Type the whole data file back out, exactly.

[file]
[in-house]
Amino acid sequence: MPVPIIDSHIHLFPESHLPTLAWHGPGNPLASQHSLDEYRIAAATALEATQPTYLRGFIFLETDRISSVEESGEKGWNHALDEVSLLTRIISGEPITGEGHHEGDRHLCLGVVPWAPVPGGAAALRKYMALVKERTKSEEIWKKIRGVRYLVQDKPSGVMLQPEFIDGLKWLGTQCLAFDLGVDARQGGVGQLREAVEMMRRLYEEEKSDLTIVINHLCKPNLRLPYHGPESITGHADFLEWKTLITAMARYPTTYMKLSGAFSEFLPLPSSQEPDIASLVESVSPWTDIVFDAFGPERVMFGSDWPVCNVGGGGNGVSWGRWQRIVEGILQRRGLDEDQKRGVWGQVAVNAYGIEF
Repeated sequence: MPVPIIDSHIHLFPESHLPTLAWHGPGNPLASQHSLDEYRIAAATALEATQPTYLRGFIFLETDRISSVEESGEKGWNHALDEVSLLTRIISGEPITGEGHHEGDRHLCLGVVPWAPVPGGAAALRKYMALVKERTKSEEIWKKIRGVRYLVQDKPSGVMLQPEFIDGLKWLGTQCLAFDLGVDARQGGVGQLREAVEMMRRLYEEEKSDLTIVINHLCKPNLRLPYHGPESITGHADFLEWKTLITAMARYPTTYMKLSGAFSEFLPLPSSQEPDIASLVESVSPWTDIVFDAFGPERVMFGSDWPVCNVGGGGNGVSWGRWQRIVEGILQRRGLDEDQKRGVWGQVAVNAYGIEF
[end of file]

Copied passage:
[in-house]
Amino acid sequence: MPVPIIDSHIHLFPESHLPTLAWHGPGNPLASQHSLDEYRIAAATALEATQPTYLRGFIFLETDRISSVEESGEKGWNHALDEVSLLTRIISGEPITGEGHHEGDRHLCLGVVPWAPVPGGAAALRKYMALVKERTKSEEIWKKIRGVRYLVQDKPSGVMLQPEFIDGLKWLGTQCLAFDLGVDARQGGVGQLREAVEMMRRLYEEEKSDLTIVINHLCKPNLRLPYHGPESITGHADFLEWKTLITAMARYPTTYMKLSGAFSEFLPLPSSQEPDIASLVESVSPWTDIVFDAFGPERVMFGSDWPVCNVGGGGNGVSWGRWQRIVEGILQRRGLDEDQKRGVWGQVAVNAYGIEF
Repeated sequence: MPVPIIDSHIHLFPESHLPTLAWHGPGNPLASQHSLDEYRIAAATALEATQPTYLRGFIFLETDRISSVEESGEKGWNHALDEVSLLTRIISGEPITGEGHHEGDRHLCLGVVPWAPVPGGAAALRKYMALVKERTKSEEIWKKIRGVRYLVQDKPSGVMLQPEFIDGLKWLGTQCLAFDLGVDARQGGVGQLREAVEMMRRLYEEEKSDLTIVINHLCKPNLRLPYHGPESITGHADFLEWKTLITAMARYPTTYMKLSGAFSEFLPLPSSQEPDIASLVESVSPWTDIVFDAFGPERVMFGSDWPVCNVGGGGNGVSWGRWQRIVEGILQRRGLDEDQKRGVWGQVAVNAYGIEF